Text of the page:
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Judge opens inquiry into California prison death

Suicide

SACRAMENTO -- A federal judge Thursday agreed to hear evidence in the death of a California prison inmate who, while on suicide watch, was pepper sprayed by guards because he refused to remove his hands from his cell door.

The inmate relied on a breathing tube, which he removed after being sprayed, and he died some eight hours later in what prison officials initially ruled a potential suicide, corrections reports show. The man's parents have accused prison officials of attempting a cover-up in the case, an allegation California prison officials adamantly deny.

Joseph Duran, 35, died Sept. 7, two days after arriving at Mule Creek State Prison. His death came shortly before U.S. District Judge Lawrence Karlton held hearings over California's use of pepper spray on mentally ill inmates, which included weeks of testimony.

According to family members and court records filed by the state, Duran was on suicide watch within a prison psychiatric unit when he disobeyed orders to remove his hands from a food slot in his door. He was then pepper sprayed by guards.

According to family members who said they received a confidential copy of a prison report detailing the incident, Duran removed his breathing tube -- he had had a tracheotomy -- and eight hours later, with the tube still removed, was found dead in his cell.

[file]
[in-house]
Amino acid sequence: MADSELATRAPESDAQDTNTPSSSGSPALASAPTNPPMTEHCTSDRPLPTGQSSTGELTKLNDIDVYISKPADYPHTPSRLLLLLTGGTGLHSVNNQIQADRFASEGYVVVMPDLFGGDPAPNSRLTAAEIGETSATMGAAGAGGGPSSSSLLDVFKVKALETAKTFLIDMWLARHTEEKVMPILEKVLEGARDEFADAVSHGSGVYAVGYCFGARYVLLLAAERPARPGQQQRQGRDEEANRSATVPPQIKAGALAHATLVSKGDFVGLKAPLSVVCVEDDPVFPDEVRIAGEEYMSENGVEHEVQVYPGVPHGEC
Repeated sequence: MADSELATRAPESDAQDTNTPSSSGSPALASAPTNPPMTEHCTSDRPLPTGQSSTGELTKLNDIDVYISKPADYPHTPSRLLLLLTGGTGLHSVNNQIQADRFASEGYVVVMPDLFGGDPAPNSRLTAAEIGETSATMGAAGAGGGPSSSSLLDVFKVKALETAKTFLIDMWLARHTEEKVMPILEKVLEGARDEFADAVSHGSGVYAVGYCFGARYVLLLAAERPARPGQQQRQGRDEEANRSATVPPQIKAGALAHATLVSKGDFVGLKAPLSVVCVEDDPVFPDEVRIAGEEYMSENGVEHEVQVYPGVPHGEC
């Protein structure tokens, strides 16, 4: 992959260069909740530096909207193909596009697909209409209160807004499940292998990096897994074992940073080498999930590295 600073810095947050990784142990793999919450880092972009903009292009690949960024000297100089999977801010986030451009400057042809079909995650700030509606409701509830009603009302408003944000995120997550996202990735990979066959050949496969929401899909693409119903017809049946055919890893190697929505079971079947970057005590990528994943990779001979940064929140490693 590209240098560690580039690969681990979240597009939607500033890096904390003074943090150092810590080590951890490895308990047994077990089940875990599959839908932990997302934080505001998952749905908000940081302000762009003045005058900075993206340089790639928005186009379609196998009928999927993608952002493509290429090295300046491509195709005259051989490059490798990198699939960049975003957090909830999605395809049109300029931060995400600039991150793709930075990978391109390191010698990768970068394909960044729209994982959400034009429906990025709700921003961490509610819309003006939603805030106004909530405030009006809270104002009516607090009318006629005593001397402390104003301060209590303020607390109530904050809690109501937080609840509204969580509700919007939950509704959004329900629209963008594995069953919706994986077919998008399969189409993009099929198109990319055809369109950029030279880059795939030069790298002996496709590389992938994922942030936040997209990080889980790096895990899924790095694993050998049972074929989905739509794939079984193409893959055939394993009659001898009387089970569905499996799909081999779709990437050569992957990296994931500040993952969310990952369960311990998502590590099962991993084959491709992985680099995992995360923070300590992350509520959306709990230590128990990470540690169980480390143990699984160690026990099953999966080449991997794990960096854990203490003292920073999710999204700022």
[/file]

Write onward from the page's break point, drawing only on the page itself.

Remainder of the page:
The corrections department, in legal filings, contends "the connection between [Duran's] exposure to pepper spray and his death is speculative."

The Amador County coroner's office determined Duran's death was a suicide, and that he died by asphyxiation.

State lawyers say the death initially was investigated as a potential suicide, but two doctors who reviewed the case file for the prison agency considered it to be accidental.

Lawyers representing state prison inmates say the state hid the case from them during the pepper spray hearings, while presenting experts who testified pepper spray causes no lasting physical harm and is safer than other methods to control unruly prisoners.

They, and Duran's family, say they did not become aware of Duran's death until January, when they were contacted by reporters for the Sacramento Bee inquiring about the case.

Lawyers for the state on Thursday told Karlton they were willing to discuss details of Duran's death privately, and brought California's top prison officials with them to court to do that.

 "The department has taken this inmate's death extremely seriously from the beginning," said Patrick McKinney with the state attorney general's office.

Karlton refused the offer and advised McKinney to take the corrections department's explanations "with caution."

Karlton has allowed 30 days for lawyers who represent some 33,000 mentally ill prisoners in California to gather information on Duran's death.

paige.stjohn@latimes.com
Twitter: @paigestjohn

Copyright © 2014, Los Angeles Times
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